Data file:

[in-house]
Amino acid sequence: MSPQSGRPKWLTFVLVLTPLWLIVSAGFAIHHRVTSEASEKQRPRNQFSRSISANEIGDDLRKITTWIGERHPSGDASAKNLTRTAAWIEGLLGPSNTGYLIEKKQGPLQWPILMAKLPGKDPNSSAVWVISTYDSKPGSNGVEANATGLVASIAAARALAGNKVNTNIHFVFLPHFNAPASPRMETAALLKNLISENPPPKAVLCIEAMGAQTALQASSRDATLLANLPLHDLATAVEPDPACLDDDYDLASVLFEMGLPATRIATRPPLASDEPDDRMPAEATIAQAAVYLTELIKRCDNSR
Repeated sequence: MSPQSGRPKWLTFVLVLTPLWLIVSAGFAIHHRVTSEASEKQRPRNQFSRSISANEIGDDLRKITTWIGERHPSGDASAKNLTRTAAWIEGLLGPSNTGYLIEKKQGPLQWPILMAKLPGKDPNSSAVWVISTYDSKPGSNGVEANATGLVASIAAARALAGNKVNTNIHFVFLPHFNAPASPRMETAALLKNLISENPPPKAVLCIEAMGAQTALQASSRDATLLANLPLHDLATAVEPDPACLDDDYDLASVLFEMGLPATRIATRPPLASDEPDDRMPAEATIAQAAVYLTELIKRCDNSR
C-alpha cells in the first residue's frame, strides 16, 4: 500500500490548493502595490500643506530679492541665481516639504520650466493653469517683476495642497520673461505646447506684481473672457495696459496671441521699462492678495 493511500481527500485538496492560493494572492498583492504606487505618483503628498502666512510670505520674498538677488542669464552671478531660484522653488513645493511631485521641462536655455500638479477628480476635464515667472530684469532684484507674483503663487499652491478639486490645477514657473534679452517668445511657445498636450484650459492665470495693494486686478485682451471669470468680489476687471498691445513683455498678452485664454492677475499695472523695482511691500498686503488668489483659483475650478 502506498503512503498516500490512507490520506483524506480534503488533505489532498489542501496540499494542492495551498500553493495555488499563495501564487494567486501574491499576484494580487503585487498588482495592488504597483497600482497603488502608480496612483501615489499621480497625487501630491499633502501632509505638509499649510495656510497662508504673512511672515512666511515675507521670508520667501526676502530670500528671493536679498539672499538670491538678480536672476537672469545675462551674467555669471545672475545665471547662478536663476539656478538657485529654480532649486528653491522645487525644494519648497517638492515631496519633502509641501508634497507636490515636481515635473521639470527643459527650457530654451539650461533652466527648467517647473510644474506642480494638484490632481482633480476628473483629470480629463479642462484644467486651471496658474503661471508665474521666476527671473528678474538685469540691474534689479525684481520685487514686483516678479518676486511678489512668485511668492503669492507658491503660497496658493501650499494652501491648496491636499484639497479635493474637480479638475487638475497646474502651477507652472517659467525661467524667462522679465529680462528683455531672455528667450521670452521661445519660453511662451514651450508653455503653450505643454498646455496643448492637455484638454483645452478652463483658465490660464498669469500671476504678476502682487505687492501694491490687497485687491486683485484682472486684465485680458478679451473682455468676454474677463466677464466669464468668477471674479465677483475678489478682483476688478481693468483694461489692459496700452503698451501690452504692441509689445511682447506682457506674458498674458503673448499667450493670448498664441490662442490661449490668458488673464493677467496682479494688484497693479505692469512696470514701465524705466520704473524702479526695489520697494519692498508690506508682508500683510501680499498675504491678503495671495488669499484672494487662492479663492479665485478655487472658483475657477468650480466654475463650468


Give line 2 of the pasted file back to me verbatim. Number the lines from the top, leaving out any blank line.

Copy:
Amino acid sequence: MSPQSGRPKWLTFVLVLTPLWLIVSAGFAIHHRVTSEASEKQRPRNQFSRSISANEIGDDLRKITTWIGERHPSGDASAKNLTRTAAWIEGLLGPSNTGYLIEKKQGPLQWPILMAKLPGKDPNSSAVWVISTYDSKPGSNGVEANATGLVASIAAARALAGNKVNTNIHFVFLPHFNAPASPRMETAALLKNLISENPPPKAVLCIEAMGAQTALQASSRDATLLANLPLHDLATAVEPDPACLDDDYDLASVLFEMGLPATRIATRPPLASDEPDDRMPAEATIAQAAVYLTELIKRCDNSR